Rescue crews are trying to save people trapped after Hurricane Ian destroyed a cross-section of Florida bringing torrential rain and strong winds.
The destruction began to come into focus a day after Ian made landfall in Florida as one of the strongest hurricanes ever to hit to the US.
The storm flooded homes on both of the state’s coasts, cut off the only bridge to a barrier island, destroyed a historic waterfront pier and knocked out electricity to 2.5 million Florida homes and businesses. At least one man was confirmed dead.
“We’ve never seen storm surge of this magnitude,” Florida governor Ron DeSantis told a news conference.
“The amount of water that’s been rising, and will likely continue to rise today even as the storm is passing, is basically a 500-year flooding event.”
Though downgraded to a tropical storm by Thursday morning, the National Hurricane Centre said storm surge and flooding rains remained a threat as Ian crept across the Florida peninsula and emerged in the Atlantic Ocean.
Forecasters predicted a northward turn toward South Carolina, and a hurricane warning was issued for the state’s coastline.
Sheriffs in south-west Florida said 911 centres were inundated by thousands of stranded callers, some with life-threatening emergencies.
The US Coast Guard began rescue efforts around daybreak on barrier islands near where the Ian struck, Mr DeSantis said. Fire departments fanned out in flooded areas as well.
In the Orlando area, Orange County firefighters used boats to reach people in a flooded neighbourhood.
A photo the department posted on Twitter showed one firefighter carrying someone in his arms through knee-deep water. At an area nursing home surrounded by water, patients were carried on stretchers across floodwaters to a waiting bus.
Authorities confirmed at least one Florida death — a 72-year-old man in Deltona who fell into a canal while using a hose to drain his pool in the heavy rain, the Volusia County Sheriff’s Office said.
Two other storm deaths were reported in Cuba after Ian struck the island nation earlier.
Lee County Sheriff Carmine Marceno said his office was scrambling to respond to thousands of 911 calls, but many roads and bridges in Fort Myers and the surrounding area remain impassable.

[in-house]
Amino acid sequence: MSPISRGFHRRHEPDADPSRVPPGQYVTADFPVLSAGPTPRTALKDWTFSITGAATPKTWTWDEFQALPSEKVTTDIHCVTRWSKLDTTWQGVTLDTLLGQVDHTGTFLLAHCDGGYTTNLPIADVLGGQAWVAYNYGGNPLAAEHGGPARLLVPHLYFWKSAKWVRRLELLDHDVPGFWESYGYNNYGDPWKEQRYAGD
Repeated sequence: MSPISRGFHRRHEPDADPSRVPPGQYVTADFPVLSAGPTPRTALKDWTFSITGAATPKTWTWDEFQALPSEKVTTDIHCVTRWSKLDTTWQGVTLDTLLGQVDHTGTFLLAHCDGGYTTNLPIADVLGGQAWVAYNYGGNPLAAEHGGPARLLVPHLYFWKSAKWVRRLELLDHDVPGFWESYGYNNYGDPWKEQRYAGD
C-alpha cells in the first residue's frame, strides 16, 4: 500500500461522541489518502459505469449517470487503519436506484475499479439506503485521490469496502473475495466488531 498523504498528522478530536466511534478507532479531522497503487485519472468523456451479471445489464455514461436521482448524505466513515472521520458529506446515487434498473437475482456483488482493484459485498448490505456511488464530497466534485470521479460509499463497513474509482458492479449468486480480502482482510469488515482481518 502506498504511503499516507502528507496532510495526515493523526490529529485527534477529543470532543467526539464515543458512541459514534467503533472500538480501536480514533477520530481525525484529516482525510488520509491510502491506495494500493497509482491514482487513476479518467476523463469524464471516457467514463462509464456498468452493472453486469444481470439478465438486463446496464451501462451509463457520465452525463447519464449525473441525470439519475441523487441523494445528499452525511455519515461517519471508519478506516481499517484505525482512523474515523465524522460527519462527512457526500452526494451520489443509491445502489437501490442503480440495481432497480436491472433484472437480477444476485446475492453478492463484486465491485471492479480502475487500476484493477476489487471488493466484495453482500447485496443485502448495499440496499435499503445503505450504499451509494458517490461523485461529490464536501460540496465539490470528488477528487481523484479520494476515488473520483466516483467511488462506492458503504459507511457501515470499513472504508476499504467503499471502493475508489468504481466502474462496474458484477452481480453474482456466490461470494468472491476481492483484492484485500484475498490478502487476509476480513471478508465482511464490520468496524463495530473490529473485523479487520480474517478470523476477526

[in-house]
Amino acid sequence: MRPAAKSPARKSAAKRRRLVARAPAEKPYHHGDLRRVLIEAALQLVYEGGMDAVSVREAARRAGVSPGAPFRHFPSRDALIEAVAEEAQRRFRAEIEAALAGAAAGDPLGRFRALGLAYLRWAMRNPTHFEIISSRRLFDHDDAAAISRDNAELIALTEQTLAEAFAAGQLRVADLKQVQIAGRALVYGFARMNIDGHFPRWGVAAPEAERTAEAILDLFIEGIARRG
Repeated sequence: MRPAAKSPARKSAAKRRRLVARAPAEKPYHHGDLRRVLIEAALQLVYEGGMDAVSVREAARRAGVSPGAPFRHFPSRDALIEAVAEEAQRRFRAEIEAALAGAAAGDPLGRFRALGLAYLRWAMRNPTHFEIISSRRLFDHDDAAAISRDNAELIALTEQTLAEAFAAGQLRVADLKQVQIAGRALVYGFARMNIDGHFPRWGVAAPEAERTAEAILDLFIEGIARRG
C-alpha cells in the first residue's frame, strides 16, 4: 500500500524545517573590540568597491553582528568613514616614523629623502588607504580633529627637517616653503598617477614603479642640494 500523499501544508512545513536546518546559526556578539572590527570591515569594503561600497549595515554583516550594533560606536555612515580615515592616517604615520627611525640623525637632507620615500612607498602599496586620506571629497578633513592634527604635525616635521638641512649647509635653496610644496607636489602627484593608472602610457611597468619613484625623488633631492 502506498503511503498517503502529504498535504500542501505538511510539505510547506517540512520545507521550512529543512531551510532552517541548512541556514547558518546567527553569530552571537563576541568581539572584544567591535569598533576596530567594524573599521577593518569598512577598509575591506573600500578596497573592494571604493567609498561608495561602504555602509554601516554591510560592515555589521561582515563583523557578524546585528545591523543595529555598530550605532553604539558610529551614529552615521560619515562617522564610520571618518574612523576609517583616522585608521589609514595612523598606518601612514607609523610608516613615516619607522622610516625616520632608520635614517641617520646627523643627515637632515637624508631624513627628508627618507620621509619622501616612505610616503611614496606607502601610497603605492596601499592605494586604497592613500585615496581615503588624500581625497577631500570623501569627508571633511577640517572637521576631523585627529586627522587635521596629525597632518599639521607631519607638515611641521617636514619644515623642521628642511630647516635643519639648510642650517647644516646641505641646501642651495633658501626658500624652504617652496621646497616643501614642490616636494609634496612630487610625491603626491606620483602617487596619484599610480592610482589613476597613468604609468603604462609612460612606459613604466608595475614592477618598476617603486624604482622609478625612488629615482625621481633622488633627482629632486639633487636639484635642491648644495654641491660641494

“It crushed us.” Mr Marceno told ABC’s Good Morning America. “We still cannot access many of the people that are in need.”
Emergency crews sawed through toppled trees to reach stranded people. Many in the hardest-hit areas were unable to call for help amid widespread electrical outages.
A chunk of the Sanibel Causeway fell into the sea, cutting off access to the barrier island where 6,300 people normally live.
South of Sanibel Island, the historic beachfront pier in Naples got destroyed, with even the pilings underneath torn out, as towering waves crashed over the structure.
“Right now, there is no pier,” said Penny Taylor, a Collier County commissioner.
In Port Charlotte, a hospital’s emergency room flooded and fierce winds ripped away part of the roof, sending water gushing down into the intensive care unit.
The Florida Highway Patrol shut down the Florida Turnpike in the Orlando area and said the main artery in the middle of the state will remain closed until water subsides.
Ian struck Florida as a monstrous Category 4 storm, with 150 mph winds that tied it for the fifth-strongest hurricane ever to hit the US.
Even after weakening, Ian’s tropical-storm-force winds still reached 415 miles from its centre.
The hurricane centre warned storm surge of 6ft or more was possible from Daytona Beach, Florida, to north of Charleston, South Carolina.
And rainfall of up to 8in (20.32cm) threatened flooding in the Carolinas and Virginia.
“It doesn’t matter what the intensity of the storm is. We’re still expecting quite a bit of rainfall,” Robbie Berg, senior hurricane specialist with the National Hurricane Centre, said in an interview with The Associated Press.
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